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PESA SA/NT March Technical Luncheon – The Story of the Rundle Oil Shale (for far).
Thursday, 24 March @ 12:00 pm - 1:30 pm (Australia/Adelaide time)$25.00 – $75.00
The Story of the Rundle Oil Shale (for far).
Presented by: Andrew McKerron
The Rundle Oil Shale is an Eocene lacustrine oil shale deposit, contained within a narrow half graben in Central Queensland. Although the deposit was discovered in 1890, serious delineation did not occur until the 1980s, when over 300 wells and 27,000m of core were obtained.
Published resource estimates at the time indicated a probable resource of over 2.5 Billion barrels with an average yield of 105 litres/tonne. Despite numerous pilot projects (including an open cut mine and a purpose built retort), the project could never be commercialised as a mining venture. Subsequent studies focussed on in-situ pyrolysis and well-based recovery techniques, but these did not progress beyond pilot projects either. The deposit is now owned by QER, who also own the adjacent Stuart Oil Shale deposit with its own mine and functioning retort (and visitor centre).
Geological material obtained during delineation of the oil shale provides a unique insight into the stratigraphy and source potential of low latitude, syn-rift, lacustrine shales. The nearly 1000m of lacustrine deposits consist of a classic “lake sandwich”, transitioning from over-filled lacustrine and peat deposits, to balance-filled deposits (that contain the oil shale) and then to an under-filled/evaporitic sequence with limited source potential. The cycle then reverses as the half graben is gradually filled and capped by more peat/coal. Detailed stratigraphic studies reveal that the deposit is composed of numerous sequences 2-3m thick that record cycles of exposure/desiccation and subsequent flooding, with a corresponding variation in fauna, bioturbation, clay content and lake chemistry. Numerous vertebrate remains have been recovered from the deposit, including crocodile, turtle and fish remains. Source studies identified two algal maceral types; a Botryococcus-dominated telalginite and a Pediastrum-dominated lamalginite. From a conventional geochemical perspective, the deposit averages 14%TOC and is a classic type-I, oil-prone, lacustrine shale with high HI’s and limited terrigenous contamination.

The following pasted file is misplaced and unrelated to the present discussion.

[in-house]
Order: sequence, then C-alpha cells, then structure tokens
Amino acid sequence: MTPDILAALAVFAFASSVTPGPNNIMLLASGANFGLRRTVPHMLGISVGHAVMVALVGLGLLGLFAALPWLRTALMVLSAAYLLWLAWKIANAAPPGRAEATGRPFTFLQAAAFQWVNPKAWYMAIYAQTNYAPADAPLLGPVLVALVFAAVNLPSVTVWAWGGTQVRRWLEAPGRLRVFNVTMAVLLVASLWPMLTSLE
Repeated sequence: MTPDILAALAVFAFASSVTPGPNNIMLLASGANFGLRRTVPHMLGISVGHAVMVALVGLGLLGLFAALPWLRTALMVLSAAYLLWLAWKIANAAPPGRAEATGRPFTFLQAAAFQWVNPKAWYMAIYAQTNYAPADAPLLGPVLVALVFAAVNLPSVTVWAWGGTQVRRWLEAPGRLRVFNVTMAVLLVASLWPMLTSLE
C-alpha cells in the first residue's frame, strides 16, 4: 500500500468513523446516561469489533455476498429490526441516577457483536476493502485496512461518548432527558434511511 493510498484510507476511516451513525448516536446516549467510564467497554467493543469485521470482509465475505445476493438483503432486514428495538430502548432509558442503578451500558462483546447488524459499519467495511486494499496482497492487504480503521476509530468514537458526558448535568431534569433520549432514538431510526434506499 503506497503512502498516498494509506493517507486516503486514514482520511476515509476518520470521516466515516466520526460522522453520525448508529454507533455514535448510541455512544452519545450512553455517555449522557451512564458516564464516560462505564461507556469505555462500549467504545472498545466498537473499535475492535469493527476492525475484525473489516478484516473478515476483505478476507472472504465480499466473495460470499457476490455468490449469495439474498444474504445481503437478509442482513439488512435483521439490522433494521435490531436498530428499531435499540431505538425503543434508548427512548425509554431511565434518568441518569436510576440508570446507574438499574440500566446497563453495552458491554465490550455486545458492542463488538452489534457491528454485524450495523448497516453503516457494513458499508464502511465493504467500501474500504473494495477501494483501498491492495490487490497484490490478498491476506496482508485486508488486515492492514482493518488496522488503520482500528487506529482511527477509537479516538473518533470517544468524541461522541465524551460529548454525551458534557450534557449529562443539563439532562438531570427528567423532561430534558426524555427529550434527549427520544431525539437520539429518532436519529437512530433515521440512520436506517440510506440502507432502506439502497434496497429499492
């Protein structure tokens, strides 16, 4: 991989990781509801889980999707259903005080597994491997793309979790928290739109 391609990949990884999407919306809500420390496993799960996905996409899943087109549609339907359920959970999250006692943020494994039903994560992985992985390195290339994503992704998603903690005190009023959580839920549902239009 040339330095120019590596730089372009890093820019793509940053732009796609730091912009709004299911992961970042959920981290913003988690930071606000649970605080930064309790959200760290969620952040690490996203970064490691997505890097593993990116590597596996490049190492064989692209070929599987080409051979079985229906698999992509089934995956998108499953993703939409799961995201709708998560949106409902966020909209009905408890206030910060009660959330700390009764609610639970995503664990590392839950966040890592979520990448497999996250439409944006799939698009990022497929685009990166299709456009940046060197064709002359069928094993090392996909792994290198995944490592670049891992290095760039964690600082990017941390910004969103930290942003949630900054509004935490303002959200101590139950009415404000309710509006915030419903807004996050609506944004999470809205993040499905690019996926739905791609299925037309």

Thursday, 24th March 2022
Luncheon: 12 pm for a 12:30 pm start
Place: Ayer’s House, 288 North Tce, Adelaide
Includes a 2-course lunch and drinks
Student Members – $25
Members – $60
Non-members – $75
Bookings close 5pm Monday, 21st March.
Any late bookings will incur an additional $50 fee. Strictly no walk-ins.